On its face, an arbitration agreement suggests a straightforward process: should a dispute between the parties subject to the agreement arise, the dispute will be resolved through arbitration rather than litigation. But sometimes the parties do not follow this seemingly predetermined path. For example, many employers include mandatory, boilerplate arbitration agreements as conditions of employment. As is often the case, what happens when an employee sues her employer without knowledge of the contract’s arbitration clause? What if the employer allows the lawsuit to proceed for several months before it decides that it would fare better before an arbitrator? Must a court compel arbitration even if the plaintiff employee has spent considerable resources to pursue her claim in court? The Supreme Court of the United States addressed this question in Morgan v. Sundance. Plaintiff Robyn Morgan, an hourly Taco Bell employee, sued her employer’s parent corporation for withholding wages at her already low-wage job. After months of substantial litigation activity and to Ms. Morgan’s detriment, Sundance pulled out the pre-dispute arbitration agreement that Ms. Morgan was required to sign when hired.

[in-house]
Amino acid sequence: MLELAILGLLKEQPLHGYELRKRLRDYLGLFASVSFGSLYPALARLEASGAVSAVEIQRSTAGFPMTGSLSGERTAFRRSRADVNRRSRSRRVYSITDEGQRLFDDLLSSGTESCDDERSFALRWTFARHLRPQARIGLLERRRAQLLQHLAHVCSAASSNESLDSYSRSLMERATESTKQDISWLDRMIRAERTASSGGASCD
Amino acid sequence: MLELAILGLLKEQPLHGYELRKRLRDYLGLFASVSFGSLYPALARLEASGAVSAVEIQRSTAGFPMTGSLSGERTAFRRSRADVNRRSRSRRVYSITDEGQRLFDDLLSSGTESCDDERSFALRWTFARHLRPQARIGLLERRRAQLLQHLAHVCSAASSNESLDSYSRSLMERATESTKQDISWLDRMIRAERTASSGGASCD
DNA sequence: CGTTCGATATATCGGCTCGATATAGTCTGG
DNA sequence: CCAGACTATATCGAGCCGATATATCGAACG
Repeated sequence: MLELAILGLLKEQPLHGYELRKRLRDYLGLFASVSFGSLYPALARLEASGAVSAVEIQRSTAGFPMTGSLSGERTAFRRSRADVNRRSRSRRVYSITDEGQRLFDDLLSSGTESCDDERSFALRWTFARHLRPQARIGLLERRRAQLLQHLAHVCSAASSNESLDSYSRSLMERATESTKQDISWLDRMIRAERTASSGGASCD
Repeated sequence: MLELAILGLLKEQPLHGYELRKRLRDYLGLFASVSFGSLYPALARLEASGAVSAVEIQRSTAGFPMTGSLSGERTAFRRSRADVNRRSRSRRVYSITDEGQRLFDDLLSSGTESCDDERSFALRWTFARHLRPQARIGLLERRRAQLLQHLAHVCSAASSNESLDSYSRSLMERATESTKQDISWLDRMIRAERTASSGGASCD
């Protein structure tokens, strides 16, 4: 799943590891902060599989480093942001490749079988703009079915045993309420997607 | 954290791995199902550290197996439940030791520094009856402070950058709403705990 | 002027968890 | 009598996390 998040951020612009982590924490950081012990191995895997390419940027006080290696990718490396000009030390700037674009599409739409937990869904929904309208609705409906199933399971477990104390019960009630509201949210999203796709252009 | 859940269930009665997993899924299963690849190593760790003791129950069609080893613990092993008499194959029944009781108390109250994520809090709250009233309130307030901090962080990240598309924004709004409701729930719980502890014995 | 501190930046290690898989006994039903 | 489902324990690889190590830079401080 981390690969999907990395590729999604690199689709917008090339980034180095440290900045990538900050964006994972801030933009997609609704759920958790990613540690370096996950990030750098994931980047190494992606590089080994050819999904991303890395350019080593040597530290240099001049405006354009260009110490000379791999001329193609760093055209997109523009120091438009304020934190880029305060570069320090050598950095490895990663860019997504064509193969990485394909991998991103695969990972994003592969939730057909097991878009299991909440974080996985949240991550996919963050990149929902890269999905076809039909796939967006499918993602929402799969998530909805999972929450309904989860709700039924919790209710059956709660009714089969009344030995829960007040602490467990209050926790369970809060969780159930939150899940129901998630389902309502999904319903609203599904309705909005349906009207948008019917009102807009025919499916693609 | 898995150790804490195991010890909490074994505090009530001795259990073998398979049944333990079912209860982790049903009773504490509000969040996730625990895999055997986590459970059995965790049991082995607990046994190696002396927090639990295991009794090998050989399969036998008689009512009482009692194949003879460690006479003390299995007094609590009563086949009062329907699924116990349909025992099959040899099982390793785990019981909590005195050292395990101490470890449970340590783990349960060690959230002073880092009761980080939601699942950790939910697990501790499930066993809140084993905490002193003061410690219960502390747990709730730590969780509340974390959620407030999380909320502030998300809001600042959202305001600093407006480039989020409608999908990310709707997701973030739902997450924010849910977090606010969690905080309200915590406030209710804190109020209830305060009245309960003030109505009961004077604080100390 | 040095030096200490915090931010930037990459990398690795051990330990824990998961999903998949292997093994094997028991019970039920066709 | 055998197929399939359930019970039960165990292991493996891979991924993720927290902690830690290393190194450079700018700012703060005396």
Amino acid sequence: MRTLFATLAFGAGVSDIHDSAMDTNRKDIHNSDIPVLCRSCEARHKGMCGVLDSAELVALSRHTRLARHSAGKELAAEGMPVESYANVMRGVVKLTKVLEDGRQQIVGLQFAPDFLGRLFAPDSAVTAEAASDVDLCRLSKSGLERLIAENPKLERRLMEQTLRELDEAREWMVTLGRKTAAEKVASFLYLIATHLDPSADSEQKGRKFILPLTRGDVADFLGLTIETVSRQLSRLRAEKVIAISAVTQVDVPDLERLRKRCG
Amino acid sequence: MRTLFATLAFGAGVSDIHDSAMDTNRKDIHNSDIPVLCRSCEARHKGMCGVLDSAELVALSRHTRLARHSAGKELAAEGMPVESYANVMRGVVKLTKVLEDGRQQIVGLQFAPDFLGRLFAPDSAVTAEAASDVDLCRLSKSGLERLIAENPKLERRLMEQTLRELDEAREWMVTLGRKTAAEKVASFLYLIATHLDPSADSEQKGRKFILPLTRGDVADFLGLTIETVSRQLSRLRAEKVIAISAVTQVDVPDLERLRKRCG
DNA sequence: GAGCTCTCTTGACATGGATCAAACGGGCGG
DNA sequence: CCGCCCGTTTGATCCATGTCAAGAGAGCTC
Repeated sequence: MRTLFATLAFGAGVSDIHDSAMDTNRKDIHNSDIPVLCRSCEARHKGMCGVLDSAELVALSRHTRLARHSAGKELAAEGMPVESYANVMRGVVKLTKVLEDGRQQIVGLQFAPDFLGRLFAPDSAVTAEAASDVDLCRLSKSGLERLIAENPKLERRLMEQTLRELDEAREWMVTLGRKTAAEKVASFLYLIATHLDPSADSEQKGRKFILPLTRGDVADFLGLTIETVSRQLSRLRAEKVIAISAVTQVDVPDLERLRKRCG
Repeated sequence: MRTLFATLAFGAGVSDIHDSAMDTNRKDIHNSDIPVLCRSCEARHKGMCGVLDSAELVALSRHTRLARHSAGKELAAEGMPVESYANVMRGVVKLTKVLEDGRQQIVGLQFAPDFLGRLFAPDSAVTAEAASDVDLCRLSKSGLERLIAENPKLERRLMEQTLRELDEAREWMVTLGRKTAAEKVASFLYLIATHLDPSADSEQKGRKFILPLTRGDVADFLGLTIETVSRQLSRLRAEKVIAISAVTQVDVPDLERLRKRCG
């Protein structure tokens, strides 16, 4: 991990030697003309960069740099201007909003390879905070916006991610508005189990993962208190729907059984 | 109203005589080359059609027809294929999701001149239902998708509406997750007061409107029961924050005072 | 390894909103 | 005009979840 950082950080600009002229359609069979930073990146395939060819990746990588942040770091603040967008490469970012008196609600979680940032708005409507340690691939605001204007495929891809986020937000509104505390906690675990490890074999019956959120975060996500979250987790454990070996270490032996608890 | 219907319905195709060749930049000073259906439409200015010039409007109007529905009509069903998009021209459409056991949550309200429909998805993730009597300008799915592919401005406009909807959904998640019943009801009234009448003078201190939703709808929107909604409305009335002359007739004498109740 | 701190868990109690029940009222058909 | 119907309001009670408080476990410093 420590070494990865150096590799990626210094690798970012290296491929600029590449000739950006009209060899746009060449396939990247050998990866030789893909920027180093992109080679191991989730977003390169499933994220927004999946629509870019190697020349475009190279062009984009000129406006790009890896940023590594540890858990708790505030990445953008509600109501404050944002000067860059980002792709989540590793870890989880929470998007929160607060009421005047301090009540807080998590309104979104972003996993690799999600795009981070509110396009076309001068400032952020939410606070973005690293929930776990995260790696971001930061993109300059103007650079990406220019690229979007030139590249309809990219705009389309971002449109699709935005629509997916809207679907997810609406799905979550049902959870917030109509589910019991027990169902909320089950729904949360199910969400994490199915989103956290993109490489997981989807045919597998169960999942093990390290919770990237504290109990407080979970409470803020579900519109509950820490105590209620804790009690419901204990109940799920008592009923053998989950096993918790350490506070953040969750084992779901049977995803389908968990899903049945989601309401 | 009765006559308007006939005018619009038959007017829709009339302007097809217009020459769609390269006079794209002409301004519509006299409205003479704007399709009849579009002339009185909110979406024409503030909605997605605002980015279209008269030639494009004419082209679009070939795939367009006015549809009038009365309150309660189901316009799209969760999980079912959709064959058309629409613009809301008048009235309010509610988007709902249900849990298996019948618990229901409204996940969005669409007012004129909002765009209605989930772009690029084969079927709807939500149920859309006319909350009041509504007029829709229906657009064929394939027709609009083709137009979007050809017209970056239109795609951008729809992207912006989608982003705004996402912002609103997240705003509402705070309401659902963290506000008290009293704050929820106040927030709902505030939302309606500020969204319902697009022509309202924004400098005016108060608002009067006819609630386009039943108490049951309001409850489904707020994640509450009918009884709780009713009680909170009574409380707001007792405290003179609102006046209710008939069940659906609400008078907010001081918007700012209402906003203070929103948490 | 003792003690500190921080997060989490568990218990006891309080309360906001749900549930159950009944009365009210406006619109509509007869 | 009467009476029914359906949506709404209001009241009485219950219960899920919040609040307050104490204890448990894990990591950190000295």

Included in

Law Commons



To view the content in your browser, please download Adobe Reader or, alternately,
you may Download the file to your hard drive.

NOTE: The latest versions of Adobe Reader do not support viewing PDF files within Firefox on Mac OS and if you are using a modern (Intel) Mac, there is no official plugin for viewing PDF files within the browser window.